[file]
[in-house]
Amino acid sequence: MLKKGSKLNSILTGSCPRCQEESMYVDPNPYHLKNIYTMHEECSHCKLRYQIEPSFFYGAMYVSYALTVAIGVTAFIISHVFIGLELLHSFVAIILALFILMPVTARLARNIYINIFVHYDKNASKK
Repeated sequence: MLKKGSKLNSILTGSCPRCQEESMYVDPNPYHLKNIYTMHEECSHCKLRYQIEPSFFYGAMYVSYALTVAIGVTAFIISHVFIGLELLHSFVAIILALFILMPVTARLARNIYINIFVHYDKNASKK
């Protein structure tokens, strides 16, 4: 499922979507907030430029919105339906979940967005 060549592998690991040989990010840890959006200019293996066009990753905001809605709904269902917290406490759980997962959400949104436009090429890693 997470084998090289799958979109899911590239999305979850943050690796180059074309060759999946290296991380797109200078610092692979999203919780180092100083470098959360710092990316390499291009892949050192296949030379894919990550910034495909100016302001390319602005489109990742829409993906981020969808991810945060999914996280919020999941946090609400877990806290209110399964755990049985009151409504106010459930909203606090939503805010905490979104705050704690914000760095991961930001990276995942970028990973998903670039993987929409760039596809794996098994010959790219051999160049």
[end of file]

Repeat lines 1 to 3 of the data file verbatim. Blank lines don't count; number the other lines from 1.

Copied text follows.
[in-house]
Amino acid sequence: MLKKGSKLNSILTGSCPRCQEESMYVDPNPYHLKNIYTMHEECSHCKLRYQIEPSFFYGAMYVSYALTVAIGVTAFIISHVFIGLELLHSFVAIILALFILMPVTARLARNIYINIFVHYDKNASKK
Repeated sequence: MLKKGSKLNSILTGSCPRCQEESMYVDPNPYHLKNIYTMHEECSHCKLRYQIEPSFFYGAMYVSYALTVAIGVTAFIISHVFIGLELLHSFVAIILALFILMPVTARLARNIYINIFVHYDKNASKK